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Known and Unknown

When writers use a noun to talk about something specific, they know what they are referring to. But they must consider whether the reader will also know. We saw above that a writer can use any noun (count or non-count, singular or plural) to refer to something specific. Sometimes the reader knows what the writer is referring to. Sometimes the reader does not know.

Specific and Known Versus Specific and Unknown

Here are some examples that contrast nouns that are specific and known (to the reader) with nouns that are specific but unknown (to the reader):

The Great Lakes contain fresh water, not salt water.

(Lakes = count, specific, and known)

We camped by some beautiful lakes last summer.

(lakes = count, specific, and unknown)

The equipment in the Photo Lab is all new.

(equipment = non-count, specific, and known)

We got some new equipment in yesterday.

(equipment = non-count, specific, and unknown)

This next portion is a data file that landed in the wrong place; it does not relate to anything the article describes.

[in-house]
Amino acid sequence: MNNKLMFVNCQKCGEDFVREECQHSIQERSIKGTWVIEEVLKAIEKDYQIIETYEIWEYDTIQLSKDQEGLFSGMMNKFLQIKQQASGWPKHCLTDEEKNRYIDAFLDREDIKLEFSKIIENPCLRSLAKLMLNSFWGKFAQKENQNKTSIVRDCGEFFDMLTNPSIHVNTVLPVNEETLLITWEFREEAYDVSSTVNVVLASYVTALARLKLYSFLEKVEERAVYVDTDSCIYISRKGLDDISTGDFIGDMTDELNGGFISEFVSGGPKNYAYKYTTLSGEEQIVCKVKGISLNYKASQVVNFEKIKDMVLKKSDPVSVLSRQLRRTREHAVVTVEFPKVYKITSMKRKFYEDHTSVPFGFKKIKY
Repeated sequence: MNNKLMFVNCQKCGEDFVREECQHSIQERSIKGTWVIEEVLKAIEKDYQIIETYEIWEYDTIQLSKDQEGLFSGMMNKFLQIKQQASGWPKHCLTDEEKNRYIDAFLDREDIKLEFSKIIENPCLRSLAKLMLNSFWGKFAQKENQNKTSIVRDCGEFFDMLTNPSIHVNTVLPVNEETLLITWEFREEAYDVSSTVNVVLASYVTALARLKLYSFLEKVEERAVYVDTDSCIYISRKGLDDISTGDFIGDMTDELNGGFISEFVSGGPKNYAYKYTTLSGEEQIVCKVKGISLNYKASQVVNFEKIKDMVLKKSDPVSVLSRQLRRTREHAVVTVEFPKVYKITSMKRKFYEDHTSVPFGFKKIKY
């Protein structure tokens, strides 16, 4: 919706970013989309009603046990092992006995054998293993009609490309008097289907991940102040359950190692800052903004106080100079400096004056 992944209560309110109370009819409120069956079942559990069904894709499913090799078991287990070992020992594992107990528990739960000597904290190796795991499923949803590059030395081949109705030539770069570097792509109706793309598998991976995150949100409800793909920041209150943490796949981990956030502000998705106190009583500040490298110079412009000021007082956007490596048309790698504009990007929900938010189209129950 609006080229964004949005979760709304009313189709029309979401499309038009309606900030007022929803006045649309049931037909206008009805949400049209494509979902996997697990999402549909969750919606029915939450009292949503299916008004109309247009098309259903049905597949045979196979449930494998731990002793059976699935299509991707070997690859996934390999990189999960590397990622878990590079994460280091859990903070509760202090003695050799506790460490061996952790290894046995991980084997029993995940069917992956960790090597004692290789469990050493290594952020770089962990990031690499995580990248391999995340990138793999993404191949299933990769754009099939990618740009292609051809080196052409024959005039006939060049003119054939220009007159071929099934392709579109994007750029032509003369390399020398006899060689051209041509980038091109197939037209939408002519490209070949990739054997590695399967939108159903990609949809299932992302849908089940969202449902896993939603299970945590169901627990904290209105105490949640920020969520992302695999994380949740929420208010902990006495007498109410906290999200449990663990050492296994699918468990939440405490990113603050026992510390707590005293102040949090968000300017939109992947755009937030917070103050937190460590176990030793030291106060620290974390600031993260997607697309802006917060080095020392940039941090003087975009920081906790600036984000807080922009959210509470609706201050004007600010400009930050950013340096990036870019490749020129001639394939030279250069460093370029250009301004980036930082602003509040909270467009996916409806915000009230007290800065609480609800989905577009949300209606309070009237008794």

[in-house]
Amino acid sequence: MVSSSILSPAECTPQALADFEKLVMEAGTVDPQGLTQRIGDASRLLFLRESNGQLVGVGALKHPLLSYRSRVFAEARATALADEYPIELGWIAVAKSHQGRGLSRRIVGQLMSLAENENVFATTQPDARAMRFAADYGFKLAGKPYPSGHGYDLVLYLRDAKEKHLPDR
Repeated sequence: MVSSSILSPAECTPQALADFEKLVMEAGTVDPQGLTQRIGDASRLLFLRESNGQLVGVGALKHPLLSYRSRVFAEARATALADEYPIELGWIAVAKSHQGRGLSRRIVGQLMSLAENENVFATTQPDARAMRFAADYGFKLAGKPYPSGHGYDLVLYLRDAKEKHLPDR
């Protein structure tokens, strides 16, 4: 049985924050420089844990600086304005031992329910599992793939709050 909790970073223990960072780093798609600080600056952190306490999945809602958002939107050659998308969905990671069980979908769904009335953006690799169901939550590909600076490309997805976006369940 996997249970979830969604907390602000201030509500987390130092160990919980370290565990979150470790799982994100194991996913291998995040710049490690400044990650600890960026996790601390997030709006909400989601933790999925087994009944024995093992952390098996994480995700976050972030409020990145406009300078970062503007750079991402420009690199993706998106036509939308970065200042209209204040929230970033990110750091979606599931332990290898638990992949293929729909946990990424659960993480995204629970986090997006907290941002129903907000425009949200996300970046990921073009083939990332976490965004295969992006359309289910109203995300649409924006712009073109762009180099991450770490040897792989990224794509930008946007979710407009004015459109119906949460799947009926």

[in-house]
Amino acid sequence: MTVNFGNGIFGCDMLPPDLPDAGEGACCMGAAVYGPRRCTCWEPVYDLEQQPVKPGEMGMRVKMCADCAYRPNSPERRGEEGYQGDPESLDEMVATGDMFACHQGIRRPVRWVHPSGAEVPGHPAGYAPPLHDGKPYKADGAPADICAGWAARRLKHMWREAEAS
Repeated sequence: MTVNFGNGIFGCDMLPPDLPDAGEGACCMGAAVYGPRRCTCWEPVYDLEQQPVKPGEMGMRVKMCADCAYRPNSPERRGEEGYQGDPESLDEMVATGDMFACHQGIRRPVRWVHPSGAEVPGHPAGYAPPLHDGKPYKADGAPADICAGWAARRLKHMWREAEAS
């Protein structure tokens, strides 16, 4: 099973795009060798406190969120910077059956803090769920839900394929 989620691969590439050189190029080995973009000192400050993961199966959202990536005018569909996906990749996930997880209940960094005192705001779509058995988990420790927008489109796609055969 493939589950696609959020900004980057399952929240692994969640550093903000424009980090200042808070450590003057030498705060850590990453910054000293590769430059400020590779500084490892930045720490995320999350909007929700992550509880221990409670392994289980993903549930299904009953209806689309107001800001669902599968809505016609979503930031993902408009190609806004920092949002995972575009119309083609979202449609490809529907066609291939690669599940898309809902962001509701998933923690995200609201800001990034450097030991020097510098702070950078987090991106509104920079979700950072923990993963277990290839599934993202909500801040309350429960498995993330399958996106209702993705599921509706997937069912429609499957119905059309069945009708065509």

Ensuring That A Specific Noun Is "Known"

There are several different ways that writers can be confident that readers will know what they are talking about or, in other words, that a specific noun can be "known."

FIRST, writers may be talking about something that is unique. Compare, for example, the following two sentences. In the first sentence, the house referred to is a unique white house, specifically the residence of the President of the United States. It is unique and known to readers, unlike the unknown white house referred to in the second sentence.

The White House stands on Pennsylvania Avenue.

I live in a white house.

SECOND, writers may rely on a readers' common sense or general knowledge to know exactly what they are talking about. Compare, for example, the following two sentences:

The college bookstore closes at 9:00 P.M.

I bought this book at a downtown bookstore a few days ago.

THIRD, writers can assume that readers will know exactly what they are talking about if they have already mentioned it:

I got a new car and a new bike last week. My wife doesn't like the car very much.

FOURTH, writers can add identifying information immediately after a noun so that readers will know what they are talking about. Compare, for example, the following three sentences:

The green house on Main Street belongs to my friend.

The green house where I grew up has been demolished.

Marcia lives in a green house.

The houses referred to in the first two sentences are made known to readers through the use of the identifying information, on Main Street and where I grew up. The house mentioned in the third sentence is not specifically known to readers because there is no identifying information provided.